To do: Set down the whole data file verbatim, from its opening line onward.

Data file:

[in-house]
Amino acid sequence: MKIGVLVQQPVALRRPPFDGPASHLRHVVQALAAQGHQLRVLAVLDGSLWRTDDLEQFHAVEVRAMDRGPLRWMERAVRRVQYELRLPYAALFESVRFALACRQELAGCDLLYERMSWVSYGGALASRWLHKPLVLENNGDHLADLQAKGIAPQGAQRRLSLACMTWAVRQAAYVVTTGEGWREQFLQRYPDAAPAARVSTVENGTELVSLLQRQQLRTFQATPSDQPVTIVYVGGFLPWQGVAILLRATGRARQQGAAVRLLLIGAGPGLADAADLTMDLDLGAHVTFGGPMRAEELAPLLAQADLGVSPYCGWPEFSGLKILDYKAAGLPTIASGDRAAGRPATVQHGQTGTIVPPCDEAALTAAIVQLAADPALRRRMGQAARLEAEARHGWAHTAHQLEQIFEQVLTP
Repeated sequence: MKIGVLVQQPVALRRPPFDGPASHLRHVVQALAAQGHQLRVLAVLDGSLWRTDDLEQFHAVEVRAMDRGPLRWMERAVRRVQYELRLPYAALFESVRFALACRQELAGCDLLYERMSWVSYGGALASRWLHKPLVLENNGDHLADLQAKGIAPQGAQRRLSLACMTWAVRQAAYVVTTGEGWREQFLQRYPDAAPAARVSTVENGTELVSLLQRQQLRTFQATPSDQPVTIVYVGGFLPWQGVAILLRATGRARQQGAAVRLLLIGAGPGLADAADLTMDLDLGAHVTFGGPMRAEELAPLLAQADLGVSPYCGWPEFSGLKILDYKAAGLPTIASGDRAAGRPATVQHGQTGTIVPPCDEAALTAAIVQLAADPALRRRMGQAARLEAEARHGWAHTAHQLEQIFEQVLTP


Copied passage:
[in-house]
Amino acid sequence: MKIGVLVQQPVALRRPPFDGPASHLRHVVQALAAQGHQLRVLAVLDGSLWRTDDLEQFHAVEVRAMDRGPLRWMERAVRRVQYELRLPYAALFESVRFALACRQELAGCDLLYERMSWVSYGGALASRWLHKPLVLENNGDHLADLQAKGIAPQGAQRRLSLACMTWAVRQAAYVVTTGEGWREQFLQRYPDAAPAARVSTVENGTELVSLLQRQQLRTFQATPSDQPVTIVYVGGFLPWQGVAILLRATGRARQQGAAVRLLLIGAGPGLADAADLTMDLDLGAHVTFGGPMRAEELAPLLAQADLGVSPYCGWPEFSGLKILDYKAAGLPTIASGDRAAGRPATVQHGQTGTIVPPCDEAALTAAIVQLAADPALRRRMGQAARLEAEARHGWAHTAHQLEQIFEQVLTP
Repeated sequence: MKIGVLVQQPVALRRPPFDGPASHLRHVVQALAAQGHQLRVLAVLDGSLWRTDDLEQFHAVEVRAMDRGPLRWMERAVRRVQYELRLPYAALFESVRFALACRQELAGCDLLYERMSWVSYGGALASRWLHKPLVLENNGDHLADLQAKGIAPQGAQRRLSLACMTWAVRQAAYVVTTGEGWREQFLQRYPDAAPAARVSTVENGTELVSLLQRQQLRTFQATPSDQPVTIVYVGGFLPWQGVAILLRATGRARQQGAAVRLLLIGAGPGLADAADLTMDLDLGAHVTFGGPMRAEELAPLLAQADLGVSPYCGWPEFSGLKILDYKAAGLPTIASGDRAAGRPATVQHGQTGTIVPPCDEAALTAAIVQLAADPALRRRMGQAARLEAEARHGWAHTAHQLEQIFEQVLTP